Global Inflation In Japan Does Not Speak German

Being able to compare European inflation rates with their American counterparts helps expose what’s driving the latter and it’s not inflationary currency. Comparing both of those inflation regimes with the Japanese simply exposes the Bank of Japan and QE. This was perfectly obvious before the base 2020 CPI estimates came about.

Central banks, we’re always told, possess the printing press of legend and lore. The stories surrounding this currency-cranking machine are always of the cautionary variety by purpose: be very careful lest any printer let too much paper escape and unleash inflationary totality. Not for nothing, this story is always related in German for equally obvious reasons.

Not just possess, the 21st-century central banker is no longer the one who merely threatens to unleash its power. Confronted by big monetary and economic problems, one after another (this seems to be important), the world’s collective money printers have gone literally insane with electric activity.

None more so than the Japanese. Already stuffed to the rafters with bank reserves, supposedly the digital “paper” currency product of this era’s technical output, going back to last February (up to May 2021, the latest average figures posted) the Bank of Japan added another ¥116 trillion to so-called base money which had already reached ¥344 trillion before this latest senselessness began.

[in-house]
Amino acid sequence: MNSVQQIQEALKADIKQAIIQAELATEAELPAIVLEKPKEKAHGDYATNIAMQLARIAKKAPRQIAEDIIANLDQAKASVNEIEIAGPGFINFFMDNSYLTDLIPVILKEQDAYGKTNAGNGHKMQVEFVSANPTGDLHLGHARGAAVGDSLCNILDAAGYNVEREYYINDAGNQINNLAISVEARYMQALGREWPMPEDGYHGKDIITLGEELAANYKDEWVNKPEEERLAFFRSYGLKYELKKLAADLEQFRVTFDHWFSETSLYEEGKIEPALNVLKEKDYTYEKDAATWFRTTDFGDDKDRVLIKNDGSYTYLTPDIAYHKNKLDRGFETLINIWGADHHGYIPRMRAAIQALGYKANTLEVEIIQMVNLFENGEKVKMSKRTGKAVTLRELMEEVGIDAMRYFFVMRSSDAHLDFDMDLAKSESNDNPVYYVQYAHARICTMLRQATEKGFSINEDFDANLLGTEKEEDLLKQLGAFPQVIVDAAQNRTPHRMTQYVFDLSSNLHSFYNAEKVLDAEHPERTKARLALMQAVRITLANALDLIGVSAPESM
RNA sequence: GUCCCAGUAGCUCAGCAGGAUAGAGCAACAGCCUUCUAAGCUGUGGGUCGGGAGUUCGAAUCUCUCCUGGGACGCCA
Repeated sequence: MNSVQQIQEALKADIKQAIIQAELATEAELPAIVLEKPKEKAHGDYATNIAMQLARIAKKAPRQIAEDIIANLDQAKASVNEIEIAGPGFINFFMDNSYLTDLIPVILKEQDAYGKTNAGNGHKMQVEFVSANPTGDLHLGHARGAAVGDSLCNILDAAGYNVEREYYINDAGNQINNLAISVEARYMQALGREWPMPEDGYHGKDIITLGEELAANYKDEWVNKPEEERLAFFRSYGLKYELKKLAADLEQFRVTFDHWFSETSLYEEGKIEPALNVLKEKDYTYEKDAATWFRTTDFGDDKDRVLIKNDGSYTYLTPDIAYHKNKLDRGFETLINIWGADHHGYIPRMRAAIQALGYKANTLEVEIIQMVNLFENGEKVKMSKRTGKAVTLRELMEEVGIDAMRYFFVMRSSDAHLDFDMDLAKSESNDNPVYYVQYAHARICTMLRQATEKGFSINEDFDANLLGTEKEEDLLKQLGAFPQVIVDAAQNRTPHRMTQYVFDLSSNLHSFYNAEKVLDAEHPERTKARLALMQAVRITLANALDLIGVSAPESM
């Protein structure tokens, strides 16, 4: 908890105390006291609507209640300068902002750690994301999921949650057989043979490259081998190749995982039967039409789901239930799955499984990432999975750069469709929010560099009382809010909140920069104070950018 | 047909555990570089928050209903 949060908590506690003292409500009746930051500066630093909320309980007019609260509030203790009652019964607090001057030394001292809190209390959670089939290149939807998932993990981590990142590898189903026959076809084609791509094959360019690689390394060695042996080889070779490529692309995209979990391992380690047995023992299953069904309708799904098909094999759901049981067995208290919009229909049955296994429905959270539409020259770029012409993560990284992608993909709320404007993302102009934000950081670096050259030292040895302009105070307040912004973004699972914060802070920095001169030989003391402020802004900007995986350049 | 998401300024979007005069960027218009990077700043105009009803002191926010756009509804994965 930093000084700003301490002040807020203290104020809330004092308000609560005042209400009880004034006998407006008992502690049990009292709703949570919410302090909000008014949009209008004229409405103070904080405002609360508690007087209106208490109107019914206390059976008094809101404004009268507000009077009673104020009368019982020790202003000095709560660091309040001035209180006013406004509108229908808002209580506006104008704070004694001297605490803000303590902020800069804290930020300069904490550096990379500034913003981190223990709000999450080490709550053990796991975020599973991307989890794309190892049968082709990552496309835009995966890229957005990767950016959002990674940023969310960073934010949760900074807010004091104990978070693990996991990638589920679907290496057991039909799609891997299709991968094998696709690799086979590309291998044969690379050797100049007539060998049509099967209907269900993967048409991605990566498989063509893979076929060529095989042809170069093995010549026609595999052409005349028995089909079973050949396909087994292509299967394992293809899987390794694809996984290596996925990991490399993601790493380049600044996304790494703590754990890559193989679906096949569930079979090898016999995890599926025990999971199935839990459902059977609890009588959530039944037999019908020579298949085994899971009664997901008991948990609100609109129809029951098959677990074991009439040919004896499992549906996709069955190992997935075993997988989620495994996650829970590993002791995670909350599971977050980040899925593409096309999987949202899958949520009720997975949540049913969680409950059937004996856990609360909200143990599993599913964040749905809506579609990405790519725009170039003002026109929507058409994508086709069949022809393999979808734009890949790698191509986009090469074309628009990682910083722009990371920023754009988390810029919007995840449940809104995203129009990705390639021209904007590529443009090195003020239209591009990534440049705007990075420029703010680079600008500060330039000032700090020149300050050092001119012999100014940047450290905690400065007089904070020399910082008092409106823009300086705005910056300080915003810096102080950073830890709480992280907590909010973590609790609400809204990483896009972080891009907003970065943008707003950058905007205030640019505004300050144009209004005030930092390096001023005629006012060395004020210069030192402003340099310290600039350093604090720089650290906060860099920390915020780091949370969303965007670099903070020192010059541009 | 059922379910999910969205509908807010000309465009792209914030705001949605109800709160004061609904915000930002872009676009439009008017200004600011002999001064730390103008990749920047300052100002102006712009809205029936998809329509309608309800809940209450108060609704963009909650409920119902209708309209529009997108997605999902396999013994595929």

In raw terms of BoJ’s balance sheet, the totality of this latest QE LSAP, the increase from February 2020 to July 2021 was also ridiculous: rising from the prior absurd ¥585 trillion to coming in on three-quarters of a quadrillion (¥723 trillion). The ¥138 trillion increase in total assets purchased simply means that the vast majority of those purchases were let straight through the other side of the BoJ balance sheet into bank reserves (only a few dozen trillion being absorbed by other factors).

That works out to an increase in bank reserves of just over 34% in one year and one quarter. Adding another third to, again, what’s called base money already starting from an already-overflowing level of same, this could only result in an equally insane amount of consumer price inflation. And you need not speak a word of German.

If bank reserves are indeed base money.

But they absolutely are not:

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Disclosure: This material has been distributed for informational purposes only. It is the opinion of the author and should not be considered as investment advice or a recommendation of any ...

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